Crews hard at work in a trench near Palms installing utilities for the future Expo Phase II. All pictures, Damien Newton/Streetsblog Los Angeles
When Stephen Villavaso, known to many Streetsblog readers as the volunteer traffic engineer who makes CicLAvia possible, asked me if I would like to ride along on a tour of Expo Phase II construction, I jumped at the chance. Villavaso is also one of the engineers working for Skanska-Rados Joint Venture – the design-build contractor of the Expo Line Phase II. Villavaso manages the design for the construction project which involves regularly driving up and down the future light rail and bike path talking to workers, monitoring construction, and just keeping abreast of everything that’s happening on site.
For those just joining us, the Expo Line is a 15.2 mile, $2.4 billion Exposition Light Rail Line that will connect Downtown Los Angeles to Santa Monica via Culver City. Construction on Phase I of the line, from downtown Los Angeles to Culver City, began in 2006 and opened to the public in 2012. Phase II of the project, which will extend the line out to Santa Monica, is now underway. Construction is expected to be completed by 2015 with revenue operations beginning the following year. The Expo Line is and will be run by Metro.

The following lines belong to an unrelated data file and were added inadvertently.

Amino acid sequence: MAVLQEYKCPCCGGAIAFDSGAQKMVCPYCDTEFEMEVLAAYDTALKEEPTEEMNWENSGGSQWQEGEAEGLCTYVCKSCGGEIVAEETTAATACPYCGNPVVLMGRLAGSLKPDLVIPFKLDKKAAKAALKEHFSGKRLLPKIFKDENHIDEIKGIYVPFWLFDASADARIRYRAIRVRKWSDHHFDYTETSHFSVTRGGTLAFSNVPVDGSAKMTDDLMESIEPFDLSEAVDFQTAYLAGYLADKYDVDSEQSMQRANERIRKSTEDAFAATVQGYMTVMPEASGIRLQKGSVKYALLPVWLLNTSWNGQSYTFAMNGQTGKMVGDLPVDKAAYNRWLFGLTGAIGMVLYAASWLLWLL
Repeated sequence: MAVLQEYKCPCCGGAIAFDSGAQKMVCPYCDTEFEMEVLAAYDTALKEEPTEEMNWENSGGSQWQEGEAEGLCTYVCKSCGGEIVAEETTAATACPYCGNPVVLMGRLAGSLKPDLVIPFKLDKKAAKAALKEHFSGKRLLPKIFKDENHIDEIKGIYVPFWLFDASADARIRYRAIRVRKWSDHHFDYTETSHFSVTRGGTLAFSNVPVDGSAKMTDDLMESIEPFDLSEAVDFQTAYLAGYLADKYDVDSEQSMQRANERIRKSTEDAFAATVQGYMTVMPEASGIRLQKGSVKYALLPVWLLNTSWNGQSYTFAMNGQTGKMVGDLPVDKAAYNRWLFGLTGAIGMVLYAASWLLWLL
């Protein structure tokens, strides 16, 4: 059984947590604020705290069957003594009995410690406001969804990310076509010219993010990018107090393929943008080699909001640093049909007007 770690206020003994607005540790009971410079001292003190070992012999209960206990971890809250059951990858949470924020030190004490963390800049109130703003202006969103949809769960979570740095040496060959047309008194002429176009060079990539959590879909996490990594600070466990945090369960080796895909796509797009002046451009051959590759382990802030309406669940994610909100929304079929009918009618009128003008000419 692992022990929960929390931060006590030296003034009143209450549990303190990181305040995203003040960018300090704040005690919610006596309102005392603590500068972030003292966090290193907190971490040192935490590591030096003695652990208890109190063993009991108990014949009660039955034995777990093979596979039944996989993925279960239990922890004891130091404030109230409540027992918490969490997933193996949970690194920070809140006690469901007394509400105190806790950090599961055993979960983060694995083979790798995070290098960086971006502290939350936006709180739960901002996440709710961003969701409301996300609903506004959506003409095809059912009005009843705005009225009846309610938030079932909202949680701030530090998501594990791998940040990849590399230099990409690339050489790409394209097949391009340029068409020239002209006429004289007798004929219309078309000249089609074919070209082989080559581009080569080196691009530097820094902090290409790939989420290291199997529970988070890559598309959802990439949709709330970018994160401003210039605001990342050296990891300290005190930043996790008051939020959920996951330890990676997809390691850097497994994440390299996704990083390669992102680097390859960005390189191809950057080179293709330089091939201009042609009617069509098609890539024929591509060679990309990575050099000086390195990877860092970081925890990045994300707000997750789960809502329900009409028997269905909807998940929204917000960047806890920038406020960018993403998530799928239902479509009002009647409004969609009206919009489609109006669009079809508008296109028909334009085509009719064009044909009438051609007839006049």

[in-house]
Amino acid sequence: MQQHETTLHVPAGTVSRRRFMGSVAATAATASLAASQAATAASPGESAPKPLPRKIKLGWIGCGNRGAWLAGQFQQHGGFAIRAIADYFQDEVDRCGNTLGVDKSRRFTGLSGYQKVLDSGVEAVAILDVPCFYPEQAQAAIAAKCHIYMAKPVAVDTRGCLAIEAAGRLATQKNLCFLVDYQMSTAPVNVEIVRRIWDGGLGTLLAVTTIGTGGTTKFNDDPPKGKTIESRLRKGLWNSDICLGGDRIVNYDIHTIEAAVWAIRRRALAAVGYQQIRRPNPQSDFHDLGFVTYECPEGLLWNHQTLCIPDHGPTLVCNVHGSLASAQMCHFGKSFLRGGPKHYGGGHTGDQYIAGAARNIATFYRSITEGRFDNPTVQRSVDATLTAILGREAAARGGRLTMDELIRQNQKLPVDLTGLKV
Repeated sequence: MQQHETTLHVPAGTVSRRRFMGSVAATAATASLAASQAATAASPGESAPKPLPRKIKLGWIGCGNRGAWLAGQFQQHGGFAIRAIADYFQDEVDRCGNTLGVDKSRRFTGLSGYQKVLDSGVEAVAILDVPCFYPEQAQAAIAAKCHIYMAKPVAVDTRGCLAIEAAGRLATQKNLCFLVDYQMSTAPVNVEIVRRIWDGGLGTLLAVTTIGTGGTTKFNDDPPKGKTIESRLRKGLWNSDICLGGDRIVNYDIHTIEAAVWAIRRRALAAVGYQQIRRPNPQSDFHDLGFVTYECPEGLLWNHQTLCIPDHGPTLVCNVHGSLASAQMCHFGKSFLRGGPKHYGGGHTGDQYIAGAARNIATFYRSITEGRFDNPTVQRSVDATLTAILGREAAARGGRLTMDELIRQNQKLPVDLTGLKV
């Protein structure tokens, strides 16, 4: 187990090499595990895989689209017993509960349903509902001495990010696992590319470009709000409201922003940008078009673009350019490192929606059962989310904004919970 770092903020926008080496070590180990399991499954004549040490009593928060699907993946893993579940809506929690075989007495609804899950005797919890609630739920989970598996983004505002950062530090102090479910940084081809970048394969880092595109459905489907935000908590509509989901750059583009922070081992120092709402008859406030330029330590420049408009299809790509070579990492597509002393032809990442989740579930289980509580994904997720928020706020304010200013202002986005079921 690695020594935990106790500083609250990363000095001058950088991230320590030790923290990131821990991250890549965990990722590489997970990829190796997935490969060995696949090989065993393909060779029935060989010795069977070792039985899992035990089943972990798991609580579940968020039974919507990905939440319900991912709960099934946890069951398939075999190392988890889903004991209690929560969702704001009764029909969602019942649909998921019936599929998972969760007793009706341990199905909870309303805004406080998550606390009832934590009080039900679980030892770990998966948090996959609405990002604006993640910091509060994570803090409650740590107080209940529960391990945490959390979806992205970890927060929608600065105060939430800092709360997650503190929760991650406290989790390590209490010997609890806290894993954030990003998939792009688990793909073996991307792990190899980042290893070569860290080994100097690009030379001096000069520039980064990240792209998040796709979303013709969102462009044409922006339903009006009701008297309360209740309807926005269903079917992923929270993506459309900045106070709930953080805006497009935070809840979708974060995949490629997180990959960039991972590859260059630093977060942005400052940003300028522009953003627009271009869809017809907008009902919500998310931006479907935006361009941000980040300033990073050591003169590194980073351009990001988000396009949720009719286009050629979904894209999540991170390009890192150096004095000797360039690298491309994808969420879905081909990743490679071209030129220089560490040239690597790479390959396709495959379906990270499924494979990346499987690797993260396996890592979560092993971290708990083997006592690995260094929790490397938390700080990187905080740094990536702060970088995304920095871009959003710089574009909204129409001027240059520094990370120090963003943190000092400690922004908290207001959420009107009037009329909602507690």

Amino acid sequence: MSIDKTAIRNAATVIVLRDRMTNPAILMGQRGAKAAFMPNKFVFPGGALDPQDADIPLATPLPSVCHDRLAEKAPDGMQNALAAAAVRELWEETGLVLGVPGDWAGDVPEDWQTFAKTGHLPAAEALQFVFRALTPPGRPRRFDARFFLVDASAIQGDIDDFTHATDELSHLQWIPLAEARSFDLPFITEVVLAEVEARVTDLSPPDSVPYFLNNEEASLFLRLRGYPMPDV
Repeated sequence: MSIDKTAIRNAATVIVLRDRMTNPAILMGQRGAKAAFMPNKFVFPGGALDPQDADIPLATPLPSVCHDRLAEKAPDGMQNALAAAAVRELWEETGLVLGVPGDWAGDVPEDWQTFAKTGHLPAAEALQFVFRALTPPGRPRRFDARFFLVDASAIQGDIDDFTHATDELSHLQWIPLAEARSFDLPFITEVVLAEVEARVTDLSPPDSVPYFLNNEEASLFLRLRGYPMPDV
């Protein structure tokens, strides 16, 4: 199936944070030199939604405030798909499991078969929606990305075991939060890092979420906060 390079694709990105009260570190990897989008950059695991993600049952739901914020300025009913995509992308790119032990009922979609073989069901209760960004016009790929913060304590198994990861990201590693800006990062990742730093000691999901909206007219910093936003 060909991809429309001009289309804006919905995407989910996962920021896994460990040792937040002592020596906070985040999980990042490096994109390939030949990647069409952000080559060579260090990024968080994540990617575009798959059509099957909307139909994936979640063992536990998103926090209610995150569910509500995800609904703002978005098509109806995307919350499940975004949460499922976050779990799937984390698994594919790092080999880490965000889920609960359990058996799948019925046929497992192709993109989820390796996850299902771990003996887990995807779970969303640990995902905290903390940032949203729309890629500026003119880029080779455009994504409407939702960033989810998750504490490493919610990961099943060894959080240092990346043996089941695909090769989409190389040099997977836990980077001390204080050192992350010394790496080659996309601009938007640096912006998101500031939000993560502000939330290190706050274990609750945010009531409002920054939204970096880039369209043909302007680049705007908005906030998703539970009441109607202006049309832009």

While I’ve been covering the Expo Line since before Streetbslog launched in 2008, it seems there is always something new to learn about it. On this day, I learned something that should seem obvious…building a light rail line is hard. I mean really hard.
I unexpectedly ended up discussing how to move power lines, how to protect existing underground utilities, how many different types of concrete are needed, how to protect workers during excavation, that maybe some federal safety requirements are a little over board, and a lot of other things.
But the good news is that progress is definitely happening. Even if it’s sometimes hard to see.
Where the Expo Line runs under an existing bridge just west of Motor Avenue, Villavaso explained that the last time he was there, a large trench was in the ground. This time, the trench had been filled and there was no sign that a lot of work had happened in the area. ”This is really exciting,” he said gesturing to what now appeared to be just a dirt road. The last time he had done one of these tours was about a month and a half earlier, when he had been accompanied by Nat Gale from the Mayor’s Office.
We made six stops on our tour, starting at the Cloverfield/Olympic Bridge, going back to the start of Phase II at Venice Blvd., and stops at Palms and Motor before heading back into Santa Monica. In Santa Monica, we stopped at the Bundy/Centinela Station and the terminus (or beginning pending your point of view) at Downtown Santa Monica.
Our thanks to Stephen Villavaso for leading me around and answering my questions. My wife, who is also an engineer, was laughing at me while I was listening to the audio to write this story, so it must have taken some real self-control for Stephen to keep a straight face.
A full essay, with more of photographs from the project sites, is available after the jump. Read more…